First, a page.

September 2011 – Are there ways you can save on products your HOA purchases? Here are three ideas from a board member and our experts.
1. Do research, even if you have a management company’s help. “I’m the president and board member of the 250–plus home Lakeside at Ansley HOA in Roswell, Ga., and we try to watch our expenses closely,” says David Weaver. “We use an HOA management company so we, hopefully, get the best pricing from vendors based on the management company’s size and involvement in multiple communities.”
“What we’ve found, however, is that nothing beats old–fashioned research,” adds Weaver. “Several times, our board members have found better pricing and products based on their own research and relationships with vendors. Your due diligence can net you a better price on things like replacement windows for the clubhouse, video surveillance components for the security system, and painters. Management companies don’t want to research new vendors every time a community has a new need, so they rely on those they've used in the past. Especially in this economy where vendors are scrambling for business, it’s usually pretty easy to get better pricing and sometimes even better quality by researching multiple providers.”
“While we like the overall performance of our HOA management company, we find it’s worth our time to go the extra mile when pricing out the larger repairs and maintenance to be good stewards of our funds and to maintain the trust of our homeowners.”
2. Work with other HOAs to purchase in bulk. As we mentioned in 10 Ways Your HOA Can Save on Landscaping, you may be able to unite with other local associations to get savings.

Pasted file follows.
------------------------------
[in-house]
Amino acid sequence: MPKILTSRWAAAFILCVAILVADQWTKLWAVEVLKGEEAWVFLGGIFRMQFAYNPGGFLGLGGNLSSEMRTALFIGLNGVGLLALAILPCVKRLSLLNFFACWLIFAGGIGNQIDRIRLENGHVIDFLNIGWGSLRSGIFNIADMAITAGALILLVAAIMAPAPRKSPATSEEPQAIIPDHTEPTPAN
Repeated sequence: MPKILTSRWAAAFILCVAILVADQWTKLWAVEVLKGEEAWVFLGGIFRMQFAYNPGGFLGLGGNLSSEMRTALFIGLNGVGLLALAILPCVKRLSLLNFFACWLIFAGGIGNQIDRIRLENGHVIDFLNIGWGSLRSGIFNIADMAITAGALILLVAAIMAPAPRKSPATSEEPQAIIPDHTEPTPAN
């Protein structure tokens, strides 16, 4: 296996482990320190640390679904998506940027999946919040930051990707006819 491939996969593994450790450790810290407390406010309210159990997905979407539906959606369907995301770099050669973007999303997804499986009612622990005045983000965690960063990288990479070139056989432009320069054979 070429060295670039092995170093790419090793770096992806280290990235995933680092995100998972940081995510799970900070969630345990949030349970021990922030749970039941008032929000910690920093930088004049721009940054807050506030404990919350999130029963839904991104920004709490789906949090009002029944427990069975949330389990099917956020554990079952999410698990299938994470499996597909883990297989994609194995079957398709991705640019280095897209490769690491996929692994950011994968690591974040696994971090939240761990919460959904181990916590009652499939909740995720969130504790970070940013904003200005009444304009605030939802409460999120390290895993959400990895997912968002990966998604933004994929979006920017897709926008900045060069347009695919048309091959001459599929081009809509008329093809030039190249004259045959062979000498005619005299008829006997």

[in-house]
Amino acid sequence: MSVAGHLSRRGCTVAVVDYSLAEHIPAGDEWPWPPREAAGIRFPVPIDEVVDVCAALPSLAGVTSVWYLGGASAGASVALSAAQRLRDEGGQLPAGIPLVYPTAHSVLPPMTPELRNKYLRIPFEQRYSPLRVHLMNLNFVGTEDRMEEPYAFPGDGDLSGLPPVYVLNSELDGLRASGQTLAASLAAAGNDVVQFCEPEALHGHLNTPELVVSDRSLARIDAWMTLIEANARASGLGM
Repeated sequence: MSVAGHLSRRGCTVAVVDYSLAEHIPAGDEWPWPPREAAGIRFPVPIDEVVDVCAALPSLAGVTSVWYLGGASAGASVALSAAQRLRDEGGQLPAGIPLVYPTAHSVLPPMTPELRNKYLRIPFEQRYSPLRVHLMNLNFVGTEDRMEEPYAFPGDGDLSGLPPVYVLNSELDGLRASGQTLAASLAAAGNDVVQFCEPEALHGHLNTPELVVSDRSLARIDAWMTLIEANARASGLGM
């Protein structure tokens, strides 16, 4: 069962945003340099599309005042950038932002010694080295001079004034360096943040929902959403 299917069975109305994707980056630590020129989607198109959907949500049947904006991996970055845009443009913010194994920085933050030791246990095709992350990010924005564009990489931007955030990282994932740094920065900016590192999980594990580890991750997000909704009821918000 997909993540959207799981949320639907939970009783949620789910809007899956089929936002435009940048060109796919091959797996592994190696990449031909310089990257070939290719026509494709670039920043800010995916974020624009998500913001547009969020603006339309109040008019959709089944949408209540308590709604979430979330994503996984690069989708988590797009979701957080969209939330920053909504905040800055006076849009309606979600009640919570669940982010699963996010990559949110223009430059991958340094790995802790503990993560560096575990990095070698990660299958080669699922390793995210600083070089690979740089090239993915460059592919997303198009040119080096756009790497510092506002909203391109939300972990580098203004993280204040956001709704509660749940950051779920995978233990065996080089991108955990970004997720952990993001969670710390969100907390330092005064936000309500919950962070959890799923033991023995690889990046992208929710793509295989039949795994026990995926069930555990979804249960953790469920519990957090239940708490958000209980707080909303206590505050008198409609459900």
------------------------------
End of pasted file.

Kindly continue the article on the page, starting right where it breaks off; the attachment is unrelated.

“My association saves money by teaming up with other associations to bid on multiple developments,” says Joshua Levitt of the Grove Pointe Condominium Association in Jersey City, N.J. “With Davit Weltz of the Portofino Condominium Association, we formed a group called the Joint Condo Coalition of Jersey City, consisting of some 15 separate associations in our town. We use collective buying power to command the best prices. As a group of 10 or more associations with 60–plus units, we can generally command a discounted price of 10–25 percent off any quote, which includes snow removal as well. We also share recommendations, concerns, and advice with each other.”
3. Hire a manager. Though our two management experts have an interest in recommending hiring a management company, their advice is still solid. If you’re currently self–managed, the savings you get from hiring a management company may outweigh the costs of adding management.
“We have a vast network of vendors we deal with, and because of that, we can get associations a discount,” says Robert White, managing director of KW Property Management & Consulting in Miami, which oversees about 125 associations totaling 30,000–35,000 units. “In self–managed HOAs, that’d be like an area they really couldn’t address. They don’t have any purchasing power and have no idea how they’re being charged for services and products because they have such a small sample of vendors to look at.”
Duane McPherson, president of the western region and Dallas⁄Ft. Worth divisions of RealManage, an association management firm that oversees properties in Arizona, California, Colorado, Florida, Louisiana, Nevada, and Texas, agrees. “When associations are looking for management companies, they’re looking for that cooperative buying power,” he says. “When they’re self-managed, it’s hard for them to make purchases on their own when a management company could get 20–30 percent less. When I talk to potential association clients, pretty much across the board, the question they’ll ask is: Can you get a discount for vendors or products? The answer is yes. Ninety–nine percent of the time, we can get them price discounts.”
Matt Humphrey is president of the Alameda, California-based HOAleader.com, from which this article was adapted.